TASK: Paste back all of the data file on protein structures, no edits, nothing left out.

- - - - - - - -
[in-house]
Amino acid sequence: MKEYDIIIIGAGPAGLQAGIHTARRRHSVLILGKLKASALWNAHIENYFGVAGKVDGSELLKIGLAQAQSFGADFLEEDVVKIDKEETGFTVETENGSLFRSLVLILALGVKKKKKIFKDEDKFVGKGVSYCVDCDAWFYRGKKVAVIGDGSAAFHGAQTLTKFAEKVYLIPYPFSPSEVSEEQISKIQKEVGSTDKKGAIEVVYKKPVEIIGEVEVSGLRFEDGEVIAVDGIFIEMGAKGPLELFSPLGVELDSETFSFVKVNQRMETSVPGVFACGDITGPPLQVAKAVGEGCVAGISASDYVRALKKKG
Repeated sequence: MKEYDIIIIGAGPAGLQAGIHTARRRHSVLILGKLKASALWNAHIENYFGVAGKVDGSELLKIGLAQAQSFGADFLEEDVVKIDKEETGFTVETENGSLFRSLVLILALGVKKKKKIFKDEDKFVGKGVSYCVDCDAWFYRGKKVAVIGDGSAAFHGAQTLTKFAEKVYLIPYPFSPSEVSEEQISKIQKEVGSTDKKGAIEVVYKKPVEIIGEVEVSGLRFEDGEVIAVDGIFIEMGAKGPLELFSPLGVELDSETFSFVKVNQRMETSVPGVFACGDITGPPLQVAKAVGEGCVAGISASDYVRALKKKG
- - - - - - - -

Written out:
[in-house]
Amino acid sequence: MKEYDIIIIGAGPAGLQAGIHTARRRHSVLILGKLKASALWNAHIENYFGVAGKVDGSELLKIGLAQAQSFGADFLEEDVVKIDKEETGFTVETENGSLFRSLVLILALGVKKKKKIFKDEDKFVGKGVSYCVDCDAWFYRGKKVAVIGDGSAAFHGAQTLTKFAEKVYLIPYPFSPSEVSEEQISKIQKEVGSTDKKGAIEVVYKKPVEIIGEVEVSGLRFEDGEVIAVDGIFIEMGAKGPLELFSPLGVELDSETFSFVKVNQRMETSVPGVFACGDITGPPLQVAKAVGEGCVAGISASDYVRALKKKG
Repeated sequence: MKEYDIIIIGAGPAGLQAGIHTARRRHSVLILGKLKASALWNAHIENYFGVAGKVDGSELLKIGLAQAQSFGADFLEEDVVKIDKEETGFTVETENGSLFRSLVLILALGVKKKKKIFKDEDKFVGKGVSYCVDCDAWFYRGKKVAVIGDGSAAFHGAQTLTKFAEKVYLIPYPFSPSEVSEEQISKIQKEVGSTDKKGAIEVVYKKPVEIIGEVEVSGLRFEDGEVIAVDGIFIEMGAKGPLELFSPLGVELDSETFSFVKVNQRMETSVPGVFACGDITGPPLQVAKAVGEGCVAGISASDYVRALKKKG